You've definitely heard of the virus, but how much do you know about the causes and symptoms?
8 December 2019| Last updated on 8 December 2019
Most, if not all of us, understand how HPV affects women worldwide - but do you truly know the facts?
HPV stands for human papillomavirus, and it's the most common sexually transmitted infection. Although usually harmless, some strains of HPV can lead to cancer and other conditions.
Despite being incurable, there's a lot you can do to keep HPV from having a negative impact on your life. There are also certain vaccines you can have to protect you from getting certain types of the virus.
To shed more light on HPV, Dr. Miriam Klimek, Specialist Obstetrician and Gynaecologist at Mediclinic Dubai Mall, shares 10 facts about the virus and what you should know about the HPV.
1. HPV infection is the most common sexually transmitted disease in the world. Around 70-80% of all women will be infected by HPV before the age of 50.
2. There are different kinds of HPV. High-risk HPV can cause cancer, low-risk HPV merely cases benign lesions such as warts. However, not every infection leads to health problems, and many of them show no symptoms.
3. HPV in the genital area can cause abnormal cell changes in the cervix. They can be detected with a PAP smear - a swab taken from the surface of the cervix - which should be done everything one to three years.
4. Certain HPVs can cause cancer of the cervix, vagina, vulva, anus, penis, and in the throat. This happens commonly when an HPV infection and abnormal cell changes persist for a long period of time.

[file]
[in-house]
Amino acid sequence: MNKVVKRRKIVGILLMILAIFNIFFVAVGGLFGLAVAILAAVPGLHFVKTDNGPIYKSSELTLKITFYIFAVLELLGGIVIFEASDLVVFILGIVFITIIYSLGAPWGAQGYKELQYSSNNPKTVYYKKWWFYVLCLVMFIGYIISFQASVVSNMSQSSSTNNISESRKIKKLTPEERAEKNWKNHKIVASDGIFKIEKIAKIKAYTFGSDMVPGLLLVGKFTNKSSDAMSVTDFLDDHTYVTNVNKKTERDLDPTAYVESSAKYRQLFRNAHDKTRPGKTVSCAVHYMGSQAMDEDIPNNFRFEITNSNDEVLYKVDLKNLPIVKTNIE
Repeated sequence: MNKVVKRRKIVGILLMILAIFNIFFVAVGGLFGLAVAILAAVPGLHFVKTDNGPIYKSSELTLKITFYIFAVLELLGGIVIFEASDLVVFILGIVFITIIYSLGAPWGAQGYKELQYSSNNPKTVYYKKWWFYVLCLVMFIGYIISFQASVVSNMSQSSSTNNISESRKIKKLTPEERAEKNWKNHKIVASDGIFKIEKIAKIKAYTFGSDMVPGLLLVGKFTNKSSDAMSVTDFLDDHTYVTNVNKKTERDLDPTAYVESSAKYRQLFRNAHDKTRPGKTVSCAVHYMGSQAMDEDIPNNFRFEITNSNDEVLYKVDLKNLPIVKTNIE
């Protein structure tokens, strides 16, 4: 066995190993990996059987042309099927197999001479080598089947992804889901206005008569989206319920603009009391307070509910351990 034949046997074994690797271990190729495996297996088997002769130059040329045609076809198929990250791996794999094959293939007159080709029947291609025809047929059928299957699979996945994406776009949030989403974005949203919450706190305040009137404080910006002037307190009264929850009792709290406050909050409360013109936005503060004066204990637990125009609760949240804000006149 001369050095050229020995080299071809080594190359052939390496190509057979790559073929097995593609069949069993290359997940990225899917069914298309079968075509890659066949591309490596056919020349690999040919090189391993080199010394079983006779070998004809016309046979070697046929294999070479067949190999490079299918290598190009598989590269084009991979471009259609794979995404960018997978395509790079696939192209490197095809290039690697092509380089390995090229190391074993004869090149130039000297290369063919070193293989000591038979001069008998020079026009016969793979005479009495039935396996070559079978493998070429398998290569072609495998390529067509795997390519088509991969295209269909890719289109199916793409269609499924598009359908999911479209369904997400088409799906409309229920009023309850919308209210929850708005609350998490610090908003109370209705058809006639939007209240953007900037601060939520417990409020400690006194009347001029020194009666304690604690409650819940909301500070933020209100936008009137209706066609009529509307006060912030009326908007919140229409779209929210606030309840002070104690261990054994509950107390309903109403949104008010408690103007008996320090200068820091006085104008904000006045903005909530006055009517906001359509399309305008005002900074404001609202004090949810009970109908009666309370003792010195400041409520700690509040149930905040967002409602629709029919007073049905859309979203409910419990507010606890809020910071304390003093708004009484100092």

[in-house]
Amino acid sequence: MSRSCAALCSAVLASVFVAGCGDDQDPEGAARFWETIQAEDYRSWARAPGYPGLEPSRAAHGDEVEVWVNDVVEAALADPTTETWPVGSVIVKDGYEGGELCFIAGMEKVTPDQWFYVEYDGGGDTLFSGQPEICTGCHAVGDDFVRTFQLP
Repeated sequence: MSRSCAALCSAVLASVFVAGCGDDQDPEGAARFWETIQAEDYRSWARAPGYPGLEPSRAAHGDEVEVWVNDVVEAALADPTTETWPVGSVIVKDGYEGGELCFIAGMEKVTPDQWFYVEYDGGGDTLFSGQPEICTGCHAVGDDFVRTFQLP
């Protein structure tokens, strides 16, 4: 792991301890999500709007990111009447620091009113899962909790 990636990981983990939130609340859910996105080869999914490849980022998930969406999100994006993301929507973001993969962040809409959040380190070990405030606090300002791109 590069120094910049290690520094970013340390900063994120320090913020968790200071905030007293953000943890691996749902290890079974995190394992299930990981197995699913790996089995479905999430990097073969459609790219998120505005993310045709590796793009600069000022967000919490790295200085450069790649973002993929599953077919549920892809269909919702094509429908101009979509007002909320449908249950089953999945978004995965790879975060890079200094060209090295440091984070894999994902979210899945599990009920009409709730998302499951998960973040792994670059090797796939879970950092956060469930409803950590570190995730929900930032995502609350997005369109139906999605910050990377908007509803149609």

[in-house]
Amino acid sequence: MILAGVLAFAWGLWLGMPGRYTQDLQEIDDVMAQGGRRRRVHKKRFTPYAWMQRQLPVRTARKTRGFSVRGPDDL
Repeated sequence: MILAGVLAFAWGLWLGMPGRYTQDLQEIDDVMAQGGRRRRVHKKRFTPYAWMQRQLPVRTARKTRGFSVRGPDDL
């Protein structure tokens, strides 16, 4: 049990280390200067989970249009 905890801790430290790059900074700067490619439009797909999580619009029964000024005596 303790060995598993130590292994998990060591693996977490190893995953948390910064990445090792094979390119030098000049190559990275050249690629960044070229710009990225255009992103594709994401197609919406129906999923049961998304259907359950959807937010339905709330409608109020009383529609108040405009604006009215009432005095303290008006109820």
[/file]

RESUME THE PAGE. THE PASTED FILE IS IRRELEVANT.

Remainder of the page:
5. Most HPV infections clear themselves within two years. As soon as the infection is gone, the abnormal cell changes will normalise again.
6. HPV is transmitted through sexual intercourse and skin-to-skin contact. Transmission through household items like toilets, towels, and baths are not documented.
7. There is no treatment for HPV, but health problems (like abnormal cell changes and warts) associated with HPV can be treated.
8. Condoms are useful for prevention but do not protect 100% from HPV infection as the virus can also be transmitted by skin to skin contact. However, the condom reduces the risk and protects also from other sexually transmitted diseases such as HIV.
9. Vaccination reduces the risk of HPV infection and associated health problems. It should be done before the first sexual contact, and between the ages of 9 and 26 years old. Vaccination cannot cure an actual HPV infection Sometimes your doctor might still recommend having a vaccination after treatment of HPV related diseases.
10. How do you protect yourself from getting HPV? Get vaccinated before your first sexual contact, avoid sexual contact if warts are visible, use a condom and live in a faithful relationship.
Authored by Dr. Miriam Klimek
Specialist Obstetrician and Gynaecologist at Mediclinic Dubai Mall